Routines, Rituals and Real Life

Anyone with small children will relate to the number of times you have to repeat yourself.

Every time my youngest (who’s 5) goes to the toilet he wants to skip the steps of using paper, flushing and washing his hands. Which are clearly unacceptable shortcuts by anyones standards and so the other four members of our family are constantly reminding him every time he heads to the toilet and again every time he leaves. One day (soon – we hope) it will stick. This routine will become something he does automatically without having to think about it. Although it may take us longer to break our routine of reminding him!

The point is our daily lives are filled with routines that become second nature so we no longer know we’re doing them. I know you cleaned your teeth today but I bet you can’t really remember doing it. Overtime we learn the steps to get a task completed and then we move to autopilot. How many times do we say “it’s easier for me to just do it rather than have to explain it”?

For many of us our routines of getting up, eating breakfast, brushing our teeth, taking a shower, getting dressed, and going to work, are not meaningful parts of our day, but it needs to get done so we do it. However rituals are viewed as more meaningful practices. With rituals we often associate symbolism and a real sense of purpose.

Harrison possibly explaining to Buddy the fundamentals of his toilet routine

It’s not just our homes that are filled with routines and rituals. Our workplaces are too. I’m not talking about the cheesy google hits of 10 daily routines to get you from check out to CEO. I’m talking about the everyday stuff. From the moment we walk into an office and are greeted by a receptionist or navigate the signage to find our way around, we enter a world of rituals and routines. Weekly meetings. Getting timecards stamped. Performance reviews and promotion opportunities. How project teams are formed. How lay offs are handled. The rituals and routines, the daily behaviour and actions of people within an organisation determines what is expected to happen in given situations, and what is valued by management. They lay the foundations of ‘how we do things around here’ in short they are part of the DNA of your businesses culture.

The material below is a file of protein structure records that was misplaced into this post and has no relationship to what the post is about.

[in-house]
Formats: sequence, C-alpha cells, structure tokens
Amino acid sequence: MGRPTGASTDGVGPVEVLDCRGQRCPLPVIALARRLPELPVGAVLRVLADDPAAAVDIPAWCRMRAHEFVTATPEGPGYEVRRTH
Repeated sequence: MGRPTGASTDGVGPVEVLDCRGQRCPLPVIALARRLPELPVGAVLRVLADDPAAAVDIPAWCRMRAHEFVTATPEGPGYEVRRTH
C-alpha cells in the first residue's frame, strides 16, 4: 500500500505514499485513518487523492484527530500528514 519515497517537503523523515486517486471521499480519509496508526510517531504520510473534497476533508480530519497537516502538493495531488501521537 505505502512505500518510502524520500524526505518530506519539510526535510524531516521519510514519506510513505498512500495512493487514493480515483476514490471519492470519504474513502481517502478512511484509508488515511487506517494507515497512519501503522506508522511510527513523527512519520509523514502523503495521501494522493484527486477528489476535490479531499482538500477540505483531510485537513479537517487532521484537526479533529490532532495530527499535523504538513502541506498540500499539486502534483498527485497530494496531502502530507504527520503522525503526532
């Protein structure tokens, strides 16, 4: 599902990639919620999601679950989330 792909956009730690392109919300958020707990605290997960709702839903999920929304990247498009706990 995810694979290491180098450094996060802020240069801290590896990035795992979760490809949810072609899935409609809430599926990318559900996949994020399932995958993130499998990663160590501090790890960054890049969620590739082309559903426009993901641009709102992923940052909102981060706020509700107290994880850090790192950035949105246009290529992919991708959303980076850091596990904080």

The way the rest of our family react to Harrison’s unique and hopefully short lived toilet routine, sends him the repeated message that his behaviour is not acceptable. The same can be said of how we react to routines in the workplace. In theory therefore it should be easy to call out exclusionary behaviour, right?

Wrong!